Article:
When these businesses were asked about their key challenges, the top four responses were keeping up with a changing world (including technology); establishing and maintaining a competitive advantage; improving access to markets and customers; and developing and implementing businesses strategy and systems. These results are not that different to the key drivers of sustainability for larger business as identified by Whelen & Fink (2016) such as driving competitive advantage through stakeholder engagement and fostering innovation. Critically, typical drivers for SIA including regulation and financial investment were towards the bottom of responses. Queensland provides a great example how there is a large section of the economy, and not just big corporates, which has the desire to improve their sustainability performance, particularly in relation to social issues, in order to improve their business and community around them. They just need access to the tools and support to help them do it.
Shifting SIA to an ecosystem paradigm
Whether for big business or small, the question remains about how do we shift social impact assessment into the fourth, ecosystem-orientated generation. Rather than a revolution, an evolutionary step change may be required. Figure 4 is a representation of the current SIA process; assessing the ways local aspects of a major Project or change (represented in darker blues) impact the areas of strength and vulnerabilities of a community.
Comparing this to the characterises outlined by Kemp and Boele earlier, as well as elements of corporate sustainability practice, two key changes have been identified that would help move SIA to an ecosystem approach (see Figure 5). The first is to consider the impacts a community has on aspects of businesses operations (i.e. two-way impact assessment). The second requires considering the impacts of all aspects of the business operations – not just the localised or project relevant ones. This approach would directly identify and demonstrate the social issues that are strategically and operationally critical, create greater incentive for business to take action on these issues, and create an ecosystem paradigm which will lead to improved sustainability outcomes for communities and business.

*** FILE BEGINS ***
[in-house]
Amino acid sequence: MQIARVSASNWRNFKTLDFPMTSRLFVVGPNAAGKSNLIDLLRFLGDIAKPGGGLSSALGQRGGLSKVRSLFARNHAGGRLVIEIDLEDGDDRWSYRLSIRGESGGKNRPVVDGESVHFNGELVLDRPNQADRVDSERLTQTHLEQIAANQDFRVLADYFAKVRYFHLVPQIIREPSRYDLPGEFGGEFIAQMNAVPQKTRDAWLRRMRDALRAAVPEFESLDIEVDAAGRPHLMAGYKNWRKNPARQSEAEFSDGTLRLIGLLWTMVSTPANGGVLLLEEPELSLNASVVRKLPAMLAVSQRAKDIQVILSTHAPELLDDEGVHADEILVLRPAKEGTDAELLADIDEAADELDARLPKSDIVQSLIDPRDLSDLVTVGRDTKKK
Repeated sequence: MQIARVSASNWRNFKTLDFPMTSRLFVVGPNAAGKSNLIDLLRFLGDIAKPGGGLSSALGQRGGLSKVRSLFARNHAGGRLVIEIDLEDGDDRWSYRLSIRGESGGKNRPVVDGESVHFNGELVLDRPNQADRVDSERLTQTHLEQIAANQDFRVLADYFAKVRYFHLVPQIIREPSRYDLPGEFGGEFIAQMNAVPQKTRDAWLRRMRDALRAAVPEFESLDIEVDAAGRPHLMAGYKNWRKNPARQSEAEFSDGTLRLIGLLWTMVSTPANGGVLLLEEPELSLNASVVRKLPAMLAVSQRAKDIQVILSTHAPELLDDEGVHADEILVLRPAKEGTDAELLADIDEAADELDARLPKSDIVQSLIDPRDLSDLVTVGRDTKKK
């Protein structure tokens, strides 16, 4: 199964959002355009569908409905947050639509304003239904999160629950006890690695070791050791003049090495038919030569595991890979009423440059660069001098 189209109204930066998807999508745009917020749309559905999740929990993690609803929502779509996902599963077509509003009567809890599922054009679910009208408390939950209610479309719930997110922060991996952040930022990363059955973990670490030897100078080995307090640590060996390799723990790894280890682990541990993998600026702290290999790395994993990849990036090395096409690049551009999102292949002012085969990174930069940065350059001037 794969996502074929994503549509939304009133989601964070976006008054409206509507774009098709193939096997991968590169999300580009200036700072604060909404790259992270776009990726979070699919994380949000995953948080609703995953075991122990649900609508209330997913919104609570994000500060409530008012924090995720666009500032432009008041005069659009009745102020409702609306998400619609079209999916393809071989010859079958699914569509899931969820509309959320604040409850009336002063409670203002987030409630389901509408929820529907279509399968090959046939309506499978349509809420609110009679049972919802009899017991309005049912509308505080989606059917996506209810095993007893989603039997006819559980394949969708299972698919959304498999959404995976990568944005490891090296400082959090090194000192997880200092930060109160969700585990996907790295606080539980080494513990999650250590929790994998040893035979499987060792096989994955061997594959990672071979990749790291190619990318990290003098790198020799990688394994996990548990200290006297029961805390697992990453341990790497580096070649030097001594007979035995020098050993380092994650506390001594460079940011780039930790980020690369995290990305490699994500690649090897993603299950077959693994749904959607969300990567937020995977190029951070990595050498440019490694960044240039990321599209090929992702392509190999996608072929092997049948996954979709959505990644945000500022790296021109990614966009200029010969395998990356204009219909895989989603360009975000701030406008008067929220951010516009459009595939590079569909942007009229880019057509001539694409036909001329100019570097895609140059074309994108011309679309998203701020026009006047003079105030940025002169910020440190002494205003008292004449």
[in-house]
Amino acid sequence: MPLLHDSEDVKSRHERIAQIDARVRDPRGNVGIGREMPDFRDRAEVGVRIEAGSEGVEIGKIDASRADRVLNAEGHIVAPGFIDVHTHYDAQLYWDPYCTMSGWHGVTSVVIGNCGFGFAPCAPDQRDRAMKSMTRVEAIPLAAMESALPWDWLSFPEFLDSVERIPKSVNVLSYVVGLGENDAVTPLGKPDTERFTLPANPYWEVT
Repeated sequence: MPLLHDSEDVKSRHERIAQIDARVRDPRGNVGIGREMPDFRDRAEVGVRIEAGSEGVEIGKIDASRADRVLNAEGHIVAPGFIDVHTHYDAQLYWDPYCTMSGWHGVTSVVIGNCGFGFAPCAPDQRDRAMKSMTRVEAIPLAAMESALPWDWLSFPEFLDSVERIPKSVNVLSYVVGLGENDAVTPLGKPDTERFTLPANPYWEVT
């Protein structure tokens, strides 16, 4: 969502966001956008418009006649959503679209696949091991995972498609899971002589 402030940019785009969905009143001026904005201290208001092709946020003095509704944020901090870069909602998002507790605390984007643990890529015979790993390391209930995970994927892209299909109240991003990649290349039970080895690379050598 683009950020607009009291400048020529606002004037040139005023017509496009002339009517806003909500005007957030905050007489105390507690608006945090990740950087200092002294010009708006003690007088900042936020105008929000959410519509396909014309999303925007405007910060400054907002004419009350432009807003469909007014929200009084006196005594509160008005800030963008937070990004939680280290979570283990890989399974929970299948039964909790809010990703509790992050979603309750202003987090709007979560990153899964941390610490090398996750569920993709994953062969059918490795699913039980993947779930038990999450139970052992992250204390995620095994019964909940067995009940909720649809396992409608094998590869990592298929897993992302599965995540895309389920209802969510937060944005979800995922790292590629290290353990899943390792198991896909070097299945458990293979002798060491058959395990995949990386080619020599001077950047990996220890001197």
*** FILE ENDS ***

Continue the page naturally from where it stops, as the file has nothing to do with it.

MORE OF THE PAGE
In practice, this might mean assessing the impacts a mining project will have on the local economy through the delivery of jobs and local procurement (current approach) as well as assessing how local skills and capacity will impact the viability of the short and long-term workforce strategy of operations, particularly in relation to skills availability. Another example is not just assessing the local impacts of a power station but also assessing how the product may be marketed and sold and, for example, its impacts on fuel inequality.
Many small things make a big change…an experiment in action
Rather than just reflect on the many ways SIA has done some good, this paper has sought to challenge the practice to understand how SIA could do the most good. SIA’s ability to positively influence regional development is significant, however, this impact will always be capped if its methodologies, and the skills of its practitioners, are only able to be applied in the presence of a major project, which for many regional communities may only happen once or twice in a generation.
The rise of corporate sustainability has started a cultural shift in business to consider its relationship with society and the environment in a more concerned and responsible way. Despite the momentum that has been gathered, there remains opportunities to improve the methodologies around understanding, assessing and responding to social issues around business. If SIA can evolve to take an ecosystem approach which better maps the impacts and interdependencies of society and business; and make its knowledge and methodologies accessible to the majority of businesses within an economy, it has a much better chance of maximising it contribution to regional development.
Many Small Things, a regionally-based social enterprise founded 2018, is an experiment of this theory in action. Its purpose is to support the creation of not just purpose-driven, sustainable businesses but economies as well, providing traditional consultancy services that adapt SIA methodologies to whole-of-business contexts and then use the majority of profits to create accessible toolkits and resources to small to medium enterprises.